Some fairly conventional ghost story tricks and jumps occur, but with the Jamesian 'detective story' aspect. Why is the decent Bianca apparently being targeted when she loathes Guiraldes? What drove Rodrigo's mother mad? Where are the slaves? The action - leisurely at first, albeit studded with brutal outbursts - speeds up until the finale, which sees the ruin of all Guiraldes aspirations. The innocent must suffer, as the title implies, because blood calls for blood. And there is a fair amount of blood, one way and another.

Thursday, 8 February 2018

Ghost Story Petition

Here is an online petition to ask the BBC to 'commit to a full and proper revival of 'A Ghost Story for Christmas''. Will it make a difference? Well, we can try. At the moment it's got over 100 signatures. A few thousand might have a chance of swaying Auntie, I suppose. Anyway, your attention has been drawn to it, good and proper. It's the work of Calum Sherwood, and the full wording is below:
Folk horror has had a resurgence of interest in recent years. 
Numerous articles in the press (See: here, here and here) have charted the growth of interest in the folk horror genre, and it has led to the establishment of a movement of enthusiasts dedicated to its conservation and revival.

'A Ghost Story for Christmas' is often seen as one of the finest expressions of the genre in both its incarnations, during the 1970s and sporadically throughout the 2000s. The last instalment of series was broadcast in 2013. Since then, no commitment has been made by the BBC to maintain the revival of the series. 
Radio Times journalist Alison Graham wrote in December 2017: "The Christmas TV ghost-story tradition fell away a long time ago, but it should be brought back... now is the perfect time to bring back the Christmas ghost story". 
The BBC should commit to a revival of 'A Ghost Story for Christmas'. By only sporadically reviving the series, the BBC is ignoring its own central place in the history of folk horror. 
Folk horror is part of the cultural zeitgeist, and reviving 'A Ghost Story for Christmas' would be very much to the BBC's advantage - celebrating its role as one of the greatest contributors to folk horror television. 
We call on BBC programming commissioners to commit to a full and proper revival of 'A Ghost Story for Christmas' series.

Sunday, 4 February 2018

Hisss (2010)

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It's not often that I review a film that has been completely disowned by its writer/director, but here we go. In this interview Jennifer Lynch (daughter of David Lynch) urges people not to watch the film she spent the best part of a year on.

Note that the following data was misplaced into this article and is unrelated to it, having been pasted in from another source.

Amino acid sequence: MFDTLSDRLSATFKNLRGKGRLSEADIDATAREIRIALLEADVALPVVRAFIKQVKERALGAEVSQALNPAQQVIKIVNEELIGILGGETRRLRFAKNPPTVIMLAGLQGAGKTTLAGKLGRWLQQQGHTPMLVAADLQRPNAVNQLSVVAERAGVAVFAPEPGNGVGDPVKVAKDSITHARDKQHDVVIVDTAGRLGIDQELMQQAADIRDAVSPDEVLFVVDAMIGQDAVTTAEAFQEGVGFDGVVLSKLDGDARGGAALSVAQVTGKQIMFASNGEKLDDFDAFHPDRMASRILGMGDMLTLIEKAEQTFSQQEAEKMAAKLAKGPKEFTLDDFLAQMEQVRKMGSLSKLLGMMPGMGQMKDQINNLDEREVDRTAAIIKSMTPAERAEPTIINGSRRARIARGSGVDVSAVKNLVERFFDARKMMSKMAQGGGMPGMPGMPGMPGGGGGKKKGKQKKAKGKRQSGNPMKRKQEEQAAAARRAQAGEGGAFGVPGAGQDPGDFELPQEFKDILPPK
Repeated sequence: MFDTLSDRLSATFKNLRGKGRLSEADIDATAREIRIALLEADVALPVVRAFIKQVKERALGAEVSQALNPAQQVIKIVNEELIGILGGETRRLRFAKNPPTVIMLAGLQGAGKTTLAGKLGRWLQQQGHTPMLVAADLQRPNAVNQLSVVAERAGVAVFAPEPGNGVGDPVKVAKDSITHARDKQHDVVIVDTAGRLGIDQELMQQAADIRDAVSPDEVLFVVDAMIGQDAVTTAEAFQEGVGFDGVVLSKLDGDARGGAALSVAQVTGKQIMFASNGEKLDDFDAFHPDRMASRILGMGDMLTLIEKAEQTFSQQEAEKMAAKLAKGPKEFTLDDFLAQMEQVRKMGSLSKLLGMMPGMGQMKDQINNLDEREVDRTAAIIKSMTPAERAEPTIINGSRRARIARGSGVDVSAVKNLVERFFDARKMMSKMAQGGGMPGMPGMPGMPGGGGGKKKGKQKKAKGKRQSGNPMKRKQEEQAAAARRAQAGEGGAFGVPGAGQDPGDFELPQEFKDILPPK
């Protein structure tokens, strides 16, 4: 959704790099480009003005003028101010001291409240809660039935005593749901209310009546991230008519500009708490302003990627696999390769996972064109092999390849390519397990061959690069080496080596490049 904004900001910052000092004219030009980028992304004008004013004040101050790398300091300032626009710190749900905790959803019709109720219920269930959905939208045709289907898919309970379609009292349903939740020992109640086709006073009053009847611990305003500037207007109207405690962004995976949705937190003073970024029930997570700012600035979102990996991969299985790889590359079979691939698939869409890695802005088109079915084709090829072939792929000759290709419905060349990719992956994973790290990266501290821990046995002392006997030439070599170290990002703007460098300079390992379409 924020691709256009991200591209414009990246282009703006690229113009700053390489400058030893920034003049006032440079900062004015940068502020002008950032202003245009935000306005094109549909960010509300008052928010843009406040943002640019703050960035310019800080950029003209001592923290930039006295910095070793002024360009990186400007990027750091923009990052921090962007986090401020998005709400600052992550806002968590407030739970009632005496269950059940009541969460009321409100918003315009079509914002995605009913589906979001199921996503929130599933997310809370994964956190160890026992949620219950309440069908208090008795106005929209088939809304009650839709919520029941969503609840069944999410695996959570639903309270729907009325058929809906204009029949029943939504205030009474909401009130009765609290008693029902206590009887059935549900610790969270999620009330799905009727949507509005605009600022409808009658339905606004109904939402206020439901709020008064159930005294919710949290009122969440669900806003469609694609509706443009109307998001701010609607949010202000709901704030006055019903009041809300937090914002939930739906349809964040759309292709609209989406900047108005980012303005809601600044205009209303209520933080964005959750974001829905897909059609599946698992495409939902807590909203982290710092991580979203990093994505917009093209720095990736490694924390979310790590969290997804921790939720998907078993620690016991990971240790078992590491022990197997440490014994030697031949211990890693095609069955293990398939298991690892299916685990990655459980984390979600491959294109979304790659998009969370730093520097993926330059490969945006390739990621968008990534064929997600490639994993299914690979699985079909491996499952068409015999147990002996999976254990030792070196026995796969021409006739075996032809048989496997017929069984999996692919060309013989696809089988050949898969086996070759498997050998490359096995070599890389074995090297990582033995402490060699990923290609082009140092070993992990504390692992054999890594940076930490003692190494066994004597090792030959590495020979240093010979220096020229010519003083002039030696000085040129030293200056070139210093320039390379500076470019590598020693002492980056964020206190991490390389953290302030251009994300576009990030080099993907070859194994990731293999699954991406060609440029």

“Don't see Hisss!” comes the startling reply. “It's not my movie. I shot it, but then they took it away, they cut it, edited it, scored it. It's not my movie.”
Well, that's pretty clear. When I watched Hisss (it's really hard to keep typing that extra S, by the way) I had no idea Jennifer Lynch was the daughter of the cult director. I'm not sure it matters, because the only David Lynch film Hisss resembles is Dune. It has the same bonkers attempt at a rationale, the same ramshackle structure, the same over-the-top villainy. That said, it is a far better film that Dune. I know that's like saying I'm a nicer person than Stalin, but still.

Wednesday, 31 January 2018

The Vault (2017)

I like hybrid ghost stories. What do I mean by that? Well, a story in which the ghost is not the only thing going on. The ghost isn't just haunting away like mad, but has a 'metabolism', as the late Robert Westall put it. This means there has to be a story as to why the haunting has been triggered. The Vault, a hybrid heist horror movie, is a good example of this.

The film begins with sirens as emergency services race to a fire. The fire has been set as a distraction by a gang who take over the bank with brutal efficiency. They want money, of course - but it soon becomes apparent that they are not just a regular bunch of perps out for the cash. This is a family affair, in which two estranged sisters have teamed up to try and help their hapless brother, who is in debt to some Very Bad People.